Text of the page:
A 62-year-old Japanese man who presented with penile carcinoma is reported. The initial exophytic neoplasm excised from the coronal sulcus and prepuce on the abdominal side of the penis was diagnosed histologically as verrucous carcinoma. Twenty-six months after the primary operation, an epithelial neoplasm recurred within the scar of the primary operation. The neoplasm histologically showed verrucous carcinoma and multiple invasive foci of conventional squamous cell carcinoma in the advancing edge of the tumor, as such representing a hybrid verrucous-squamous carcinoma. A lymph node metastasis in the left superficial inguinal lymph node occurred 4 months after the second operation. A total bilateral inguinal lymphadenectomy was performed and revealed no other lymph node metastases. The patient is alive without local recurrence or evidence of metastases in pelvic lymph nodes or visceral organs 2 years after the resection of the hybrid verrucous-squamous carcinoma. The initial verrucous carcinoma, recurrent hybrid verrucous-squamous carcinoma, and metastatic lymph node were negative for human papillomavirus dna type 6, 11, 16, 18, and 33 sequences by dot blot hybridization of polymerase chain reaction products. The characteristics of hybrid verrucous-squamous carcinoma and importance of lymph node metastasis in penile carcinoma are discussed.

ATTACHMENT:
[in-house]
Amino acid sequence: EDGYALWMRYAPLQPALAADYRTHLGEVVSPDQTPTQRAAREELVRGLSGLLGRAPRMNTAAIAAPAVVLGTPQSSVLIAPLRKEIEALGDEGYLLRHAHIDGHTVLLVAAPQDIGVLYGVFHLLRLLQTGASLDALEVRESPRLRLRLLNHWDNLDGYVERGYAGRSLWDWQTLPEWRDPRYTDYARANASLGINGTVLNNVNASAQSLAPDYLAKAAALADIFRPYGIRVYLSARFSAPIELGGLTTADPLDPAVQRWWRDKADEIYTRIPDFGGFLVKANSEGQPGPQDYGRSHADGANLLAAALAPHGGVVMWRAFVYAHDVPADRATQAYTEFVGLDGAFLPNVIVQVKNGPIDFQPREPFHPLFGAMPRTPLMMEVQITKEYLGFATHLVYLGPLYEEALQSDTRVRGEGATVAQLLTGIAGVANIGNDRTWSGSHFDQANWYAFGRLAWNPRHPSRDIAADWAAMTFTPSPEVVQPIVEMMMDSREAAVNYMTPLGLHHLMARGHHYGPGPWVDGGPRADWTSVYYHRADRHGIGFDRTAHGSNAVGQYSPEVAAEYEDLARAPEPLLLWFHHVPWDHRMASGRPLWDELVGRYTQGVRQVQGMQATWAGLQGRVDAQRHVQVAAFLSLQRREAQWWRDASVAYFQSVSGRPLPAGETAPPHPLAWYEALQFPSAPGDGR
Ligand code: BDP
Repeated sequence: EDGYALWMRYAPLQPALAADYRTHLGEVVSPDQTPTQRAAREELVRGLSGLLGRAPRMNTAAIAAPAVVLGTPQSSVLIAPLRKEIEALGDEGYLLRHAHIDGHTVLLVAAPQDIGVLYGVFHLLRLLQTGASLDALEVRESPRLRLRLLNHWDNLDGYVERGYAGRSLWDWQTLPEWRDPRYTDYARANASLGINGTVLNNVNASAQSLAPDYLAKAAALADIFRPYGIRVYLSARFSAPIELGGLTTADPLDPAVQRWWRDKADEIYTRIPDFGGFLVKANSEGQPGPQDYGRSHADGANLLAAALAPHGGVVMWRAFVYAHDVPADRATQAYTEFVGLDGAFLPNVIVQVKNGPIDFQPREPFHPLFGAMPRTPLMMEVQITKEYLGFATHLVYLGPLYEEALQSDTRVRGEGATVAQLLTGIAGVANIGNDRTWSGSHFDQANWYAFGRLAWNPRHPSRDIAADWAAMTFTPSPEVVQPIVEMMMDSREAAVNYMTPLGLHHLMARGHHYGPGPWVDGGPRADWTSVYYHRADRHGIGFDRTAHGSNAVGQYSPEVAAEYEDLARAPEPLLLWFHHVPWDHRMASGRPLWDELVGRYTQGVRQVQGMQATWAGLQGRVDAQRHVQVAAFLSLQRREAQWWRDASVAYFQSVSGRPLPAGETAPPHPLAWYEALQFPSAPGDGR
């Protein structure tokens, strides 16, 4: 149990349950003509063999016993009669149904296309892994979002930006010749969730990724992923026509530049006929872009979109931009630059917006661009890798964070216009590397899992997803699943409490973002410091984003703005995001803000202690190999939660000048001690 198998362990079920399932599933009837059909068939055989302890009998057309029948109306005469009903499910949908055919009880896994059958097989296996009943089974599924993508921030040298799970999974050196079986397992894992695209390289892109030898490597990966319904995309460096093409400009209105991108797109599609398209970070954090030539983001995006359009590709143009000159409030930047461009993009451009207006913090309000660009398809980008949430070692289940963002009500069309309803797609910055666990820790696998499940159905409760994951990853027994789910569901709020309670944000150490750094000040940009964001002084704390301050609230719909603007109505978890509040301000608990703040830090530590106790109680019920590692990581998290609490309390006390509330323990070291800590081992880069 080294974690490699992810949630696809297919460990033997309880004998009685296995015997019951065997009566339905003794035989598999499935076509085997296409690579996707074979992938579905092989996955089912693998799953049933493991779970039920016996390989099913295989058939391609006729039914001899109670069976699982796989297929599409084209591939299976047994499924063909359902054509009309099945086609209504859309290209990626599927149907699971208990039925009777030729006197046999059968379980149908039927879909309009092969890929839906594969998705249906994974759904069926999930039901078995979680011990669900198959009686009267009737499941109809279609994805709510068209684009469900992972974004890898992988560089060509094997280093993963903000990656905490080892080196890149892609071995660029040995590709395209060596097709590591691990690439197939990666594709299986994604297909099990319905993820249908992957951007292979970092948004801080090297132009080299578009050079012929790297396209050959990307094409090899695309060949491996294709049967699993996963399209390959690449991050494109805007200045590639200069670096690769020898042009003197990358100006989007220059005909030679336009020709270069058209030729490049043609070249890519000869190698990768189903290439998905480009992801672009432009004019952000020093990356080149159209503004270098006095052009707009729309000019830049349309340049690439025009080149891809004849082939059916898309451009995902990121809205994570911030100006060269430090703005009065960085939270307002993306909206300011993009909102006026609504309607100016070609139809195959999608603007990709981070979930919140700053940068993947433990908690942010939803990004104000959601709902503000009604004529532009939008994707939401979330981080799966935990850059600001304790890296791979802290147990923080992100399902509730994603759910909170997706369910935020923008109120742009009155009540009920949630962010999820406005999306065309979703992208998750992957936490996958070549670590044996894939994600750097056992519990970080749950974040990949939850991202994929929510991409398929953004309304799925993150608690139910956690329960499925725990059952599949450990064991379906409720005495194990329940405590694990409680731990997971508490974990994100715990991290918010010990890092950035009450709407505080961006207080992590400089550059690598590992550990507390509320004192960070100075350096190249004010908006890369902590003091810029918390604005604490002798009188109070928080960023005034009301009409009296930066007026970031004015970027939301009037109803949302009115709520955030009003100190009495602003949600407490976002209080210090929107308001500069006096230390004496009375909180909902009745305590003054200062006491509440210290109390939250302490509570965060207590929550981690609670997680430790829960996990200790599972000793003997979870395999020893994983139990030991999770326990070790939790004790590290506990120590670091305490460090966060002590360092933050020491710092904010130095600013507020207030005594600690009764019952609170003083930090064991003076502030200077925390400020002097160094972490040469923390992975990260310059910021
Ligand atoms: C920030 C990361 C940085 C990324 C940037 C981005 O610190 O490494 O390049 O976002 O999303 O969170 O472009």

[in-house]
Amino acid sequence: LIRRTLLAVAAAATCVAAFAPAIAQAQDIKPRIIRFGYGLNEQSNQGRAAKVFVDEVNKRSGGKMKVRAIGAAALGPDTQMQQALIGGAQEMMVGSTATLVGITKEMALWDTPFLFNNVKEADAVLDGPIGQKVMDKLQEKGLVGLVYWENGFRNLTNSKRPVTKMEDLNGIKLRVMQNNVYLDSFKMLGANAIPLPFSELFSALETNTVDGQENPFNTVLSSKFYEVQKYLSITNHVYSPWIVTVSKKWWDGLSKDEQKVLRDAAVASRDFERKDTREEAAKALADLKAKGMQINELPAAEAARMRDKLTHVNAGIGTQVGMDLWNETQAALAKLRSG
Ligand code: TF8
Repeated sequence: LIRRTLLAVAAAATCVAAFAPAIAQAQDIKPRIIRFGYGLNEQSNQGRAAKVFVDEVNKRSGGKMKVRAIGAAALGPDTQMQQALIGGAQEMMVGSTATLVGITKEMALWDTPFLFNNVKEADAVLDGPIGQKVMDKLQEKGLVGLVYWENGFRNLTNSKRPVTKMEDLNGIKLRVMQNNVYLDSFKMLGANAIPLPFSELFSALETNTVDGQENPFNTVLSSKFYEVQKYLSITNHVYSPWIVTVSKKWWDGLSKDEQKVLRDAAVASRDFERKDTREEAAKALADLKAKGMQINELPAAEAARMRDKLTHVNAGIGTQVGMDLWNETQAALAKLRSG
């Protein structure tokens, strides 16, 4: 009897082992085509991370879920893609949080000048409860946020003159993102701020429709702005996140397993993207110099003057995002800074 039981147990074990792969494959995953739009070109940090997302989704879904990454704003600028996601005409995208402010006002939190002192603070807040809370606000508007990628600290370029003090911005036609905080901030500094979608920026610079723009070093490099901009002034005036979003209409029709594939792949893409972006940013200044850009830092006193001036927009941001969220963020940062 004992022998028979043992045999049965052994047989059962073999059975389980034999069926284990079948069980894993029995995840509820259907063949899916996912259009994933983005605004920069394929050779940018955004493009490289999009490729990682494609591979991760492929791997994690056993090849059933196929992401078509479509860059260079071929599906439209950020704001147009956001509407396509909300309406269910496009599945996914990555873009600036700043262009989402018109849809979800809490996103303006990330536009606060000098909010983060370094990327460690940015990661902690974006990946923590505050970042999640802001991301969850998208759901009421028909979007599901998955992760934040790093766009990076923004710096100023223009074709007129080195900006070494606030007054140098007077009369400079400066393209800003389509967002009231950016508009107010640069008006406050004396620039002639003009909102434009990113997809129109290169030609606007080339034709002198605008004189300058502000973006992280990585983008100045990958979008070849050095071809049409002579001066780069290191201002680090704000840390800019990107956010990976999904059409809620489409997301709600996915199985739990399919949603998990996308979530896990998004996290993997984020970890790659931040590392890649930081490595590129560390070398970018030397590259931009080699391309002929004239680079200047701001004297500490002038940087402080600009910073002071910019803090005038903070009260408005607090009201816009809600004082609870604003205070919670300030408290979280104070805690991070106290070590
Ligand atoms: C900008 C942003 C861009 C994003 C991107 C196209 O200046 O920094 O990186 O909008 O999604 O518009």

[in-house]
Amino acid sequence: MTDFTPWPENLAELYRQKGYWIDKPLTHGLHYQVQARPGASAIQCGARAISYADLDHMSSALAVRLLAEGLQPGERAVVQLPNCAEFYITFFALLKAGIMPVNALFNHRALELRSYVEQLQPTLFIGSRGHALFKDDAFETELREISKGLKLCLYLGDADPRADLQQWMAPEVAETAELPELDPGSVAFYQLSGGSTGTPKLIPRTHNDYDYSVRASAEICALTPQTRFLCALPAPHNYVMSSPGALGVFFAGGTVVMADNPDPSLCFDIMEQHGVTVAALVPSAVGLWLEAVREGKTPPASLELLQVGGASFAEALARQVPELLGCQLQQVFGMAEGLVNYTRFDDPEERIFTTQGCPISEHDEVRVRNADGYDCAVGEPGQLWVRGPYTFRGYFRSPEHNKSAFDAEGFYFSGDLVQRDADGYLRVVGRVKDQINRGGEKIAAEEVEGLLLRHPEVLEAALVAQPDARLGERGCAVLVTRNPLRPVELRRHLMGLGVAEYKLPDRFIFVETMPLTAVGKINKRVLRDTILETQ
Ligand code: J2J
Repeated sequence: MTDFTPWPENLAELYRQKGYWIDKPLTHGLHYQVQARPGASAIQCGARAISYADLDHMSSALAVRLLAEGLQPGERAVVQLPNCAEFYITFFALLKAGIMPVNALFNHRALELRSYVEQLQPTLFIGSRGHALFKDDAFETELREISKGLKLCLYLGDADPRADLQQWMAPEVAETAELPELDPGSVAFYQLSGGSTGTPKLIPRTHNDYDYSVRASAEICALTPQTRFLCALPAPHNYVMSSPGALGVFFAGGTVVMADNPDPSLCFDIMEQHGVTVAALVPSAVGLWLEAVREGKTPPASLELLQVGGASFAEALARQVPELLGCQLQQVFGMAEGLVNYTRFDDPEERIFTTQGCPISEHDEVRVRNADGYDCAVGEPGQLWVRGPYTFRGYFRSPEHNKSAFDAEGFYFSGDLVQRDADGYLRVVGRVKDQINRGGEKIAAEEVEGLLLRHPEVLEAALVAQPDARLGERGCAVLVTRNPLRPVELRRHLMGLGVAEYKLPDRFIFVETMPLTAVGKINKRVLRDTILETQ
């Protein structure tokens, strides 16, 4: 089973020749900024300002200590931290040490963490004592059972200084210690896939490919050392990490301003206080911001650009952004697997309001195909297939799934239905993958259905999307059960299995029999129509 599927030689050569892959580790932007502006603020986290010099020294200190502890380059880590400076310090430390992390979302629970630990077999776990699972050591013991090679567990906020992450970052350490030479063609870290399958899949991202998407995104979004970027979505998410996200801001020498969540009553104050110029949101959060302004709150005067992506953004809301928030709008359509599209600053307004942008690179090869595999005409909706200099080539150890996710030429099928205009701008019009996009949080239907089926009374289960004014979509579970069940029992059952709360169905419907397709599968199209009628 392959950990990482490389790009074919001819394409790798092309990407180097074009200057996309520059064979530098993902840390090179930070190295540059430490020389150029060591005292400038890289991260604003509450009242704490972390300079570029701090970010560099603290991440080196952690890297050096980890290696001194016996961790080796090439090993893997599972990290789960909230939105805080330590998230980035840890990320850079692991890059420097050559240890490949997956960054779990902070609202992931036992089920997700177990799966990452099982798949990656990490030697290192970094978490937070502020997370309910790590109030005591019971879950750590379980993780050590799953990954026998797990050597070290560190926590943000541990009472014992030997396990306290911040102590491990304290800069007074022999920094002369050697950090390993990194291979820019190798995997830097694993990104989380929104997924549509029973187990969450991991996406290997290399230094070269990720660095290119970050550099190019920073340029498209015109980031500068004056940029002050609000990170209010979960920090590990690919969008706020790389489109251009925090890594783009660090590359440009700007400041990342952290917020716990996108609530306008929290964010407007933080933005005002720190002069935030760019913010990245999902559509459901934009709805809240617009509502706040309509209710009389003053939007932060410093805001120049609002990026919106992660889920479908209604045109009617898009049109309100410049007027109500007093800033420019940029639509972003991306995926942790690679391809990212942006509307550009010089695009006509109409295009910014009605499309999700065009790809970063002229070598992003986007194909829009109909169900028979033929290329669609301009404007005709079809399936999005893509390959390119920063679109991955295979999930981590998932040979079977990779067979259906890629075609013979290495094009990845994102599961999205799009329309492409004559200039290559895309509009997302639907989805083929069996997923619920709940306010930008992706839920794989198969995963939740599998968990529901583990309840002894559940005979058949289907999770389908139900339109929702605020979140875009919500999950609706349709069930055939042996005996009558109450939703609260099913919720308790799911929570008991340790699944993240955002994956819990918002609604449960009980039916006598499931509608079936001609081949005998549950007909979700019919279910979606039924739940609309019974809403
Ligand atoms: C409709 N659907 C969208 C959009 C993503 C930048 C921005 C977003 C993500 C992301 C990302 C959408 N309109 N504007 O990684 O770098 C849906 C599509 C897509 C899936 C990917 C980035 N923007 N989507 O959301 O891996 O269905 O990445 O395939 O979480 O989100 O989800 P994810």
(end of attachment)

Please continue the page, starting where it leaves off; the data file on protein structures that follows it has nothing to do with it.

- - - - - - - - - -
ranking = 1
keywords = prepuce
(Clic here for more details about this article)

5/35. Squamous cell carcinoma in long-standing untreated lichen sclerosus et atrophicus of the penis.

    lichen sclerosus et atrophicus is an uncommon disease of skin and genital mucosa in both sexes. Involvement of the male genital mucosa is usually complicated by recurrent balanoposthitis, ulceration, phimosis, and meatal stenosis. The development of a squamous cell carcinoma is extremely rare in genital lichen sclerosus et atrophicus in males as compared with females. We report a 70-year-old male with a squamous cell carcinoma of the glans superimposed on long-standing lichen sclerosus et atrophicus of glans and prepuce. The patient in addition had a basal cell carcinoma on his face. awareness of this rare complication of lichen sclerosus et atrophicus in males is emphasized.